Tax Season - Doesn't Have To Mean High Taxes on Investments
But Remember, Don't Forego Good Profit Just To Avoid Taxes
April 8, 2007
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By: Jerry Cole - Retirement, Investment
Keep in mind, there are some things you can do to mitigate the tax bite on investments.
We are at the height of the tax season and many of you have already had the displeasure of paying Uncle Sam more than you would have liked. It is especially distasteful to pay on gains you have made from investments. Heck, it was you and not "Uncle" who took the risk, right? And to add to the displeasure, most of the investment dollars were those on which taxes had already been paid!
Well, there are some things you can do to mitigate the tax bite on investments. Keep in mind however, you do not want to forego a good profit just to avoid taxes.
Thanks to the 2003 tax law, long-term capital gains and qualified dividends are taxed at a maximum federal rate of just 15%. Short-term gains, taxable interest and dividends that aren't qualified however, are dunned at ordinary income-tax rates, and that means paying as much as 35% to Uncle Sam.
If your tax bracket is relatively high, municipal bonds, especially those issued in your own state, can be a wise investment. Because of their tax-exempt status, a 4.5% yield from such municipals is equivalent to 6% in a taxable bond in the 25% income bracket.
If you own high yield corporate bonds, they should be in your retirement account where the interest is tax deferred until you withdraw at retirement when you will likely be in a lower tax bracket.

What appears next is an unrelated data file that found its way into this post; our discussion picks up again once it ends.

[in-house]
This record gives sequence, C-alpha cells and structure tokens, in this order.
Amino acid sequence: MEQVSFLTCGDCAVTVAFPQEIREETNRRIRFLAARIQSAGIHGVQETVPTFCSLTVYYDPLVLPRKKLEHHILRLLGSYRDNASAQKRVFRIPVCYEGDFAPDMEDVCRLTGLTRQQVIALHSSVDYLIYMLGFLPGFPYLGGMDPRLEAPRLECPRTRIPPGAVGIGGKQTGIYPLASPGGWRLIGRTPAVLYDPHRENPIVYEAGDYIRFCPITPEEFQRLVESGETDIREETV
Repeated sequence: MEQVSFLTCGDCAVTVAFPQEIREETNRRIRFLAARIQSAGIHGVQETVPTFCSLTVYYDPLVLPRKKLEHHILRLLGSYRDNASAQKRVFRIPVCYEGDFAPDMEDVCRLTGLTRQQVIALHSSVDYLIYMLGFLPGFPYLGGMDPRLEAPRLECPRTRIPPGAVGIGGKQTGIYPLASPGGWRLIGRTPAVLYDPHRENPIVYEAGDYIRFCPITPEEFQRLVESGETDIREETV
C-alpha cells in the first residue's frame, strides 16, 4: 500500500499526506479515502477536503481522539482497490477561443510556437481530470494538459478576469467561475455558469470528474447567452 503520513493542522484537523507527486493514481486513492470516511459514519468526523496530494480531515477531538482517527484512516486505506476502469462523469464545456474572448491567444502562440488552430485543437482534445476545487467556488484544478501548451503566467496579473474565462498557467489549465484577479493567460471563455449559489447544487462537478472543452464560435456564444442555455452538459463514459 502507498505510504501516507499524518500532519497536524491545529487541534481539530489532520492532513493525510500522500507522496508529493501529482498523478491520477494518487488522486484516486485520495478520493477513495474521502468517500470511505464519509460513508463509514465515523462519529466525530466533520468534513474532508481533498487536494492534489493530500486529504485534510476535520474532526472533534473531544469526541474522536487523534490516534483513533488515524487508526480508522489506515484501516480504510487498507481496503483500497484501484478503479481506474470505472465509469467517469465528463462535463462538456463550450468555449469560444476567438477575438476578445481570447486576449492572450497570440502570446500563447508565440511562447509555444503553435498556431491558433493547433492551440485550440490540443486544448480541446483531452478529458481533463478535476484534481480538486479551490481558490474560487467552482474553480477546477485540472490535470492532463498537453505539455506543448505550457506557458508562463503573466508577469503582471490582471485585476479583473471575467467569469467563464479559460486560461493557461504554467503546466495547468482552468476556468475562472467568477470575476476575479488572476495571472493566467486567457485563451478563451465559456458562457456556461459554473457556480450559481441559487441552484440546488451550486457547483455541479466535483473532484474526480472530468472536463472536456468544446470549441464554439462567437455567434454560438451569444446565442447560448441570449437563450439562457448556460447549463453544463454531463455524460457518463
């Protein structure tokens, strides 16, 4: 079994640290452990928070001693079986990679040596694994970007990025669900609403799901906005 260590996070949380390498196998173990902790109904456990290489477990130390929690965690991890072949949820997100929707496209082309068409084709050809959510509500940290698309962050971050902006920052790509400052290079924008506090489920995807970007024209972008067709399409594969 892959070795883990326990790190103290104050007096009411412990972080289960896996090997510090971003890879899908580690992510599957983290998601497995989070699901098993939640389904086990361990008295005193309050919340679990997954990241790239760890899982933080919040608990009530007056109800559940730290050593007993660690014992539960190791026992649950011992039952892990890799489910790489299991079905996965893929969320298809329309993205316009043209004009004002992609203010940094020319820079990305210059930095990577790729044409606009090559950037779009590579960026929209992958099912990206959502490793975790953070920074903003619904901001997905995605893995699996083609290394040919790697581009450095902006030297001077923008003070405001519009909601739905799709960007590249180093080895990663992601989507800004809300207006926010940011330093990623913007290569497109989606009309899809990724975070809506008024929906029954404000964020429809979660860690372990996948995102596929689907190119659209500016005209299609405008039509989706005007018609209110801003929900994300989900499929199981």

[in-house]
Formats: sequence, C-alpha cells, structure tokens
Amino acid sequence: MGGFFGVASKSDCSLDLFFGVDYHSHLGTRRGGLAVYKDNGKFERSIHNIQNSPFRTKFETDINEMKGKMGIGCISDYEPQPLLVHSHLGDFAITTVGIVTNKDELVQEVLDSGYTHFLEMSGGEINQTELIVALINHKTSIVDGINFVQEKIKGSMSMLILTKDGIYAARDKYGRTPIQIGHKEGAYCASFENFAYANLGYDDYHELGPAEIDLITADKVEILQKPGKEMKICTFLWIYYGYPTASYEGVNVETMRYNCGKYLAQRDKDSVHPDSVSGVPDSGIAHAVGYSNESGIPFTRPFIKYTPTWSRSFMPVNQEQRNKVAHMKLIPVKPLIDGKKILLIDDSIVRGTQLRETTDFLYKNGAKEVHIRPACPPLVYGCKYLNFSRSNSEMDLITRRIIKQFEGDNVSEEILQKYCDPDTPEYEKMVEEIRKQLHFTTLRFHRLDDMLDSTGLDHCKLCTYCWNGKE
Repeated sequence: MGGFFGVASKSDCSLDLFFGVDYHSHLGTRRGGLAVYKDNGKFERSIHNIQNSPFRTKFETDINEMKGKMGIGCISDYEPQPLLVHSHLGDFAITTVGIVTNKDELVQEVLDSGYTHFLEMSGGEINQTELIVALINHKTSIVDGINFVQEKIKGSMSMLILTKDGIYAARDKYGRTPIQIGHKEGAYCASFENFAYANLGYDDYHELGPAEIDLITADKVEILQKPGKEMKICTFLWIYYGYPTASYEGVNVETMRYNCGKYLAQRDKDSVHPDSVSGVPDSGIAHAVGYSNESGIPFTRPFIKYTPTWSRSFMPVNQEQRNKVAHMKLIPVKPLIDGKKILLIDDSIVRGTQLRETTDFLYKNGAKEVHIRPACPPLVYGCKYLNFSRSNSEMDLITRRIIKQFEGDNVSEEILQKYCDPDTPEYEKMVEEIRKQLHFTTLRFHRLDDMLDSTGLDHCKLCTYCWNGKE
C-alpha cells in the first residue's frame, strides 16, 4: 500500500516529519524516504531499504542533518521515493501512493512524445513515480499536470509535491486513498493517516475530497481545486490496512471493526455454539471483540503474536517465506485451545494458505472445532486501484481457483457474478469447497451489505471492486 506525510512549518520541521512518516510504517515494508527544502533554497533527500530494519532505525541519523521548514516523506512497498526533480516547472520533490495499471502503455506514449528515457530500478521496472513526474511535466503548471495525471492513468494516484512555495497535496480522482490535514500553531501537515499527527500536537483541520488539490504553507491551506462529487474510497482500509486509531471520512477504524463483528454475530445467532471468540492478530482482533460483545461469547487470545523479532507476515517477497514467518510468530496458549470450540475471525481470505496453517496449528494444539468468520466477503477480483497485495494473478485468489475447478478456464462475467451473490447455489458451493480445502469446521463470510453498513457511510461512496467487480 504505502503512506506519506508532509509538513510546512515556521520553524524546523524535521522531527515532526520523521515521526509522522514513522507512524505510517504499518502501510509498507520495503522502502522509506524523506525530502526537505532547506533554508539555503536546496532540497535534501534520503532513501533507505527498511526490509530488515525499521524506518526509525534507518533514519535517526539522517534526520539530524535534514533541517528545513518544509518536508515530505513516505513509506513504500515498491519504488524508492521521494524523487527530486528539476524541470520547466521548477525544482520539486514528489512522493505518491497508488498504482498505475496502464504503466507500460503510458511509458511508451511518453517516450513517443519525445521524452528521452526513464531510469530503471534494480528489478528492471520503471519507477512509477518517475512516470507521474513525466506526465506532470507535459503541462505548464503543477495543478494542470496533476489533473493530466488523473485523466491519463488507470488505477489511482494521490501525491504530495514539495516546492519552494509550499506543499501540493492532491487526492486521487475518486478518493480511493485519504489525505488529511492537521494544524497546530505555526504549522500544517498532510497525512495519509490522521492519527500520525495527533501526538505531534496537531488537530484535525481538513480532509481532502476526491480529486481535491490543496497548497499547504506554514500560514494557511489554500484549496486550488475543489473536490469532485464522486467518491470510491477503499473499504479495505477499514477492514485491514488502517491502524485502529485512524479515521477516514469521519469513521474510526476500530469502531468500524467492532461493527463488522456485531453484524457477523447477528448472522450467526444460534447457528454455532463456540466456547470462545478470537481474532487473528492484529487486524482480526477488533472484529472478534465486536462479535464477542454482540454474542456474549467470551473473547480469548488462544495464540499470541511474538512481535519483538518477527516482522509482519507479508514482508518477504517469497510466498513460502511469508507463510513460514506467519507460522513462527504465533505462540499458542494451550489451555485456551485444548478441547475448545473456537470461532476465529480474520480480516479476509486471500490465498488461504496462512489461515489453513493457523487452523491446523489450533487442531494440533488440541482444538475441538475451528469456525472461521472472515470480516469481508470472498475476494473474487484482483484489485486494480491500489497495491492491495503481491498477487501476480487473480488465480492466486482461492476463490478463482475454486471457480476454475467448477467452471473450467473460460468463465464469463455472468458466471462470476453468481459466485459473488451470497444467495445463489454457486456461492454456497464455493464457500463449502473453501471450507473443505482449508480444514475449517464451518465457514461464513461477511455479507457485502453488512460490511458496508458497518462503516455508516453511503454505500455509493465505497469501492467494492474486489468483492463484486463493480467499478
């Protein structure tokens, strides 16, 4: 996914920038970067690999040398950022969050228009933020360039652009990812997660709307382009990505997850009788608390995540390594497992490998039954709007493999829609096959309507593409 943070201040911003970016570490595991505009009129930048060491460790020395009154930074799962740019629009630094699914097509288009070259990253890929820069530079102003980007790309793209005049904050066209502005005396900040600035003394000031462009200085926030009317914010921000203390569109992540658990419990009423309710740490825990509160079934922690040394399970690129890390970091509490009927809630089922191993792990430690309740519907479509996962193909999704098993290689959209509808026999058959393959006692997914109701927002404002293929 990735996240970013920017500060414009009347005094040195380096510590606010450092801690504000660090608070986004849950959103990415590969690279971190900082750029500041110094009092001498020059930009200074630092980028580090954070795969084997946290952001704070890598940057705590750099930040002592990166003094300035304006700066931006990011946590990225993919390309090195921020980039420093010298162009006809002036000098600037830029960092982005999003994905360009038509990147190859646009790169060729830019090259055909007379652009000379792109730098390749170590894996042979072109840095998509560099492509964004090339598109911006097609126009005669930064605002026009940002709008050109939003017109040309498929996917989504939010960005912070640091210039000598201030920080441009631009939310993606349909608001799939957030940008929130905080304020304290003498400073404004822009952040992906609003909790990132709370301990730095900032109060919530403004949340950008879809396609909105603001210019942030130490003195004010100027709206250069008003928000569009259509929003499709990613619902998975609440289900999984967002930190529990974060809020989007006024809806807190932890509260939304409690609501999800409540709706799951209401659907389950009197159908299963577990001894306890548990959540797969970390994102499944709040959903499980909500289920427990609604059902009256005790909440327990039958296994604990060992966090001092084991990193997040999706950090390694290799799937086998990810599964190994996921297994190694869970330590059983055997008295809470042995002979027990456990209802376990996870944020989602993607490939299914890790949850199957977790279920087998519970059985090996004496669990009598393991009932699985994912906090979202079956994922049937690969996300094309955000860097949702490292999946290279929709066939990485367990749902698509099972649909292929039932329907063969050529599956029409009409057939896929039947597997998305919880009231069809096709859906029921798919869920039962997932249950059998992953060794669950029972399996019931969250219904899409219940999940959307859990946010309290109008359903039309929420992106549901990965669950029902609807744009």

You also have to be aware that mutual funds that are managed can produce capital gains. These gains are usually declared later in the year and you don't want to purchase just before that point and get hit with a capital gains right away. In addition, when investors redeem shares of a mutual fund, the fund manager sometimes has to liquidate holdings to raise cash. This liquidation can also generate capital gains distributions, which are passed on to the remaining investors.
Exchange traded funds, or so-called ETF's are bought and sold on an exchange. So no matter how many other investors sell their shares you don't have to foot the bill. Like traditional funds, ETF's hold baskets of securities and other investments. Rather than get priced once a day like traditional funds, ETF's trade throughout the day, getting priced like stocks.
Giving thought to the tax consequences of your investments can make a substantial difference in the total return. Of course the consequences will vary with the individual. Be sure you place the right type of investment in the appropriate type of account.
Remember - an investor's worst enemy is not the stock market - but oneself.
I invite your questions. E-Mail Jerry Cole
(The opinions expressed are solely those of the author and not Genworth Financial Securities Corporation.)
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